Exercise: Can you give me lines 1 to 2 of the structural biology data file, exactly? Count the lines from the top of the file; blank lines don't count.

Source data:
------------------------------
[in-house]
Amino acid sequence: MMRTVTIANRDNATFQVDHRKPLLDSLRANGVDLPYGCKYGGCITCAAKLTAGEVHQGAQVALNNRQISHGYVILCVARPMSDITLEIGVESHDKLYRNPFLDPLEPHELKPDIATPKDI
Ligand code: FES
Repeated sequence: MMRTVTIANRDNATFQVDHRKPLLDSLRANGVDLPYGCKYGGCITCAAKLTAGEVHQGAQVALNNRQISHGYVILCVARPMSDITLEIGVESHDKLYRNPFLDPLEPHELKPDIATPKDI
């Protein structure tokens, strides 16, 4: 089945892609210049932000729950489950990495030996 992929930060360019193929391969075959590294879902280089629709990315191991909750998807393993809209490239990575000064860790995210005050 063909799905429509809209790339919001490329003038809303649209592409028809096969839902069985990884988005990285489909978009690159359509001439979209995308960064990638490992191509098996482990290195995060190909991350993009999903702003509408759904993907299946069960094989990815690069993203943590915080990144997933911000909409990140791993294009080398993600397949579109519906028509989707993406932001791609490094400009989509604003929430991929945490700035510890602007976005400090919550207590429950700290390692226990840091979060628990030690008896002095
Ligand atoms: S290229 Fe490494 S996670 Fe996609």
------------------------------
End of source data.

[in-house]
Amino acid sequence: MMRTVTIANRDNATFQVDHRKPLLDSLRANGVDLPYGCKYGGCITCAAKLTAGEVHQGAQVALNNRQISHGYVILCVARPMSDITLEIGVESHDKLYRNPFLDPLEPHELKPDIATPKDI